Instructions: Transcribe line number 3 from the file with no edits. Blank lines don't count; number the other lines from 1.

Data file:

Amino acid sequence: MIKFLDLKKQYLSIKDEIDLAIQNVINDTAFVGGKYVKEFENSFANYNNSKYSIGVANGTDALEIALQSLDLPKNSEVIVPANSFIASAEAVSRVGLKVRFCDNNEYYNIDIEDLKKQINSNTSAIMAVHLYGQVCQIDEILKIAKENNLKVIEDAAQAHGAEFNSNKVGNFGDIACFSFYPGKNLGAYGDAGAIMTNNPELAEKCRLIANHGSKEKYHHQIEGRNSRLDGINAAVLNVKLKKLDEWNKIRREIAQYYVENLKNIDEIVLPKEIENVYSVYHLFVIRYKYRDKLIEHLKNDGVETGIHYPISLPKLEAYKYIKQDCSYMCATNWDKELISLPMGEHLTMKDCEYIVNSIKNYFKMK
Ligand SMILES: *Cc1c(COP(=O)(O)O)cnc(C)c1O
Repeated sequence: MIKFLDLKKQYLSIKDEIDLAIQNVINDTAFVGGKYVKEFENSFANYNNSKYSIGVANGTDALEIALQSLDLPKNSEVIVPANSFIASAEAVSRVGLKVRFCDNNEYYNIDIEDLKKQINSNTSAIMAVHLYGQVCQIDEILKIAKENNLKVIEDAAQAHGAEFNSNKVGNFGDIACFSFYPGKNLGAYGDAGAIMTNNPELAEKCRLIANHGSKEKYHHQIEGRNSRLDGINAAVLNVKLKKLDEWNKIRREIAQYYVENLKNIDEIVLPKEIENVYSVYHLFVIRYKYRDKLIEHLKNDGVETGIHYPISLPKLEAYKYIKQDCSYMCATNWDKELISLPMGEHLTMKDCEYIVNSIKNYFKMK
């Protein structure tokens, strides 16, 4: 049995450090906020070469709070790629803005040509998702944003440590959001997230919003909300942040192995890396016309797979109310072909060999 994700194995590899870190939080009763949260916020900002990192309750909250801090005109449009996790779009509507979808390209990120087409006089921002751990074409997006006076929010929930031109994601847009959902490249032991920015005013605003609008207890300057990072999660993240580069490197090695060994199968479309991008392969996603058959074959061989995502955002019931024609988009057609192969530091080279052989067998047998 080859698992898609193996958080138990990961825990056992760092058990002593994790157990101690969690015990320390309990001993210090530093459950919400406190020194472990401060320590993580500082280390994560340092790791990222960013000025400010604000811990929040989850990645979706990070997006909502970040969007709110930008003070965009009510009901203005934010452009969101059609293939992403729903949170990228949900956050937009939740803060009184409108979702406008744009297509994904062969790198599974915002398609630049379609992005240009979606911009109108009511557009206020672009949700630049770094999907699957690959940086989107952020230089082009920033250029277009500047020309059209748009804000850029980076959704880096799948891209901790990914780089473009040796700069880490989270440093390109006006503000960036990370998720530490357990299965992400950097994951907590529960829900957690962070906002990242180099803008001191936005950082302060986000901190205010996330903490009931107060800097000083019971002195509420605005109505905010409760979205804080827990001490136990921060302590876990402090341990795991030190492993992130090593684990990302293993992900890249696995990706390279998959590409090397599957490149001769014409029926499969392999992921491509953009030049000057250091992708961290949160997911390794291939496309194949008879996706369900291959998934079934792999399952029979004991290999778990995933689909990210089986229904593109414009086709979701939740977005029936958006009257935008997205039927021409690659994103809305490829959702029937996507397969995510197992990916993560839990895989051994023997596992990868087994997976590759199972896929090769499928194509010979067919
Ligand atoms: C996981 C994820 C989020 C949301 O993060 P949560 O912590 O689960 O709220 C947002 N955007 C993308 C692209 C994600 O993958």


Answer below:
Repeated sequence: MIKFLDLKKQYLSIKDEIDLAIQNVINDTAFVGGKYVKEFENSFANYNNSKYSIGVANGTDALEIALQSLDLPKNSEVIVPANSFIASAEAVSRVGLKVRFCDNNEYYNIDIEDLKKQINSNTSAIMAVHLYGQVCQIDEILKIAKENNLKVIEDAAQAHGAEFNSNKVGNFGDIACFSFYPGKNLGAYGDAGAIMTNNPELAEKCRLIANHGSKEKYHHQIEGRNSRLDGINAAVLNVKLKKLDEWNKIRREIAQYYVENLKNIDEIVLPKEIENVYSVYHLFVIRYKYRDKLIEHLKNDGVETGIHYPISLPKLEAYKYIKQDCSYMCATNWDKELISLPMGEHLTMKDCEYIVNSIKNYFKMK